21 November 2014, Written by Nick Nichols


THE corporate regulator has launched civil action against Peter Drake (pictured), founder of the failed funds manager LM Investment Management (LMIM), with the case focusing on an alleged $240 million blowout in loans procured by the company against the Maddison Estate at Pimpama.

The Federal Court action, brought by the Australian Securities and Investments Commission after a year-long probe, is alleging that Drake used his position as director to gain advantage for himself.

It is also alleging that former LM directors Francene Maree Mulder, Eghard van der Hoven, Simon Jeremy Tickner, and Lisa Maree Darcy had breached their directors’ duties by failing to act with due diligence over transactions that involved the LM Managed Performance Fund (MPF).

The fund was owner and developer of the Maddison Estate, which LM touted at the time to have an end value of $1.5 billion.

The project has since been acquired by Sunland Group (ASX:SDG) which snared it for $24.75 million through a debt buyout deal with mortgagee Suncorp.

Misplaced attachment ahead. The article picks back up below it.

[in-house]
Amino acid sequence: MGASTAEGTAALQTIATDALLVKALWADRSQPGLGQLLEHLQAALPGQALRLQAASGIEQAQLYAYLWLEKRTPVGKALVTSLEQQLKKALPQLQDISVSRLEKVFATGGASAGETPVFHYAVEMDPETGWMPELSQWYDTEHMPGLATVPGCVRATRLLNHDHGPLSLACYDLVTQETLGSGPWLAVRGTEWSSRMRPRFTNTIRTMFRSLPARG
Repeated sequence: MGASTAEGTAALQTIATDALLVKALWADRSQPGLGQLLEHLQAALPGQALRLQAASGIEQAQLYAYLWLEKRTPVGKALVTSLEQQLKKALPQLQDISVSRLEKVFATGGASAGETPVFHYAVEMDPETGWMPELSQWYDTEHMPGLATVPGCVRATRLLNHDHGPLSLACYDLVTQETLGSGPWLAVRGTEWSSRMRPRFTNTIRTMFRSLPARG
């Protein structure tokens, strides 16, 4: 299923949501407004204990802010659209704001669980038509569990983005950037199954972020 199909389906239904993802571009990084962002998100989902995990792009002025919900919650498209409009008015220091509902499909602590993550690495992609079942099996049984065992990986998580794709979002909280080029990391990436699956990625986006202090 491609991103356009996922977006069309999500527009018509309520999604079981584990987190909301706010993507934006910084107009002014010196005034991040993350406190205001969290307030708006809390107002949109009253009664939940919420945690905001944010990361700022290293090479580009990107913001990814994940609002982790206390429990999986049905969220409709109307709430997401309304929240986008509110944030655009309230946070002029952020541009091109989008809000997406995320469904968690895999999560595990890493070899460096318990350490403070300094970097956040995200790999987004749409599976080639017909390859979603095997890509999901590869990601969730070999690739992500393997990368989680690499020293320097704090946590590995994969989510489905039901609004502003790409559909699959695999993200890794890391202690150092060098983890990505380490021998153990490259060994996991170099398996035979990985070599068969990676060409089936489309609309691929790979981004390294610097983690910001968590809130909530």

The action by ASIC comes on the heels of Drake this week failing to fend off a Supreme Court action by KordaMentha which is seeking $22 million in outstanding loans to be repaid to LMIM by Drake. The court loss leaves the former Gold Coast high flyer exposed to bankruptcy proceedings.

As for ASIC’s civil action, which is set for mention in the Federal Court in Brisbane on November 25, the focus is on LM directors signing off on a series of loans in 2011 and 2012 to Maddison Estate Pty Ltd, a company owned and controlled by Drake.

The corporate regulator is alleging that Drake and the former directors varied and extend Maddison’s loan from $115 million to $180 million in September 2011 and from $180 million to $280 million in August 2012. The loan was originally capped at $40 million.

ASIC says these “were not decisions which the directors of a trustee in the position of LMIM should have taken”.

It also says a $9.8 million “loan re-establishment fee” paid to LMIM, the trustee of MPF, as part of that loan extension was designed to ensure the LM group booked a profit in the 2012 financial year.

MPF loaned funds to Maddison Estate Pty Ltd to develop the Maddison Estate, which only amounted to early civil works before LM collapsed early last year. Land sales had not been secured at the time, says ASIC.

ASIC says it is seeking financial penalties against the directors and their disqualification from managing corporations and providing financial advice. The penalties are up to $200,000 for each contravention.

Author: Nick Nichols





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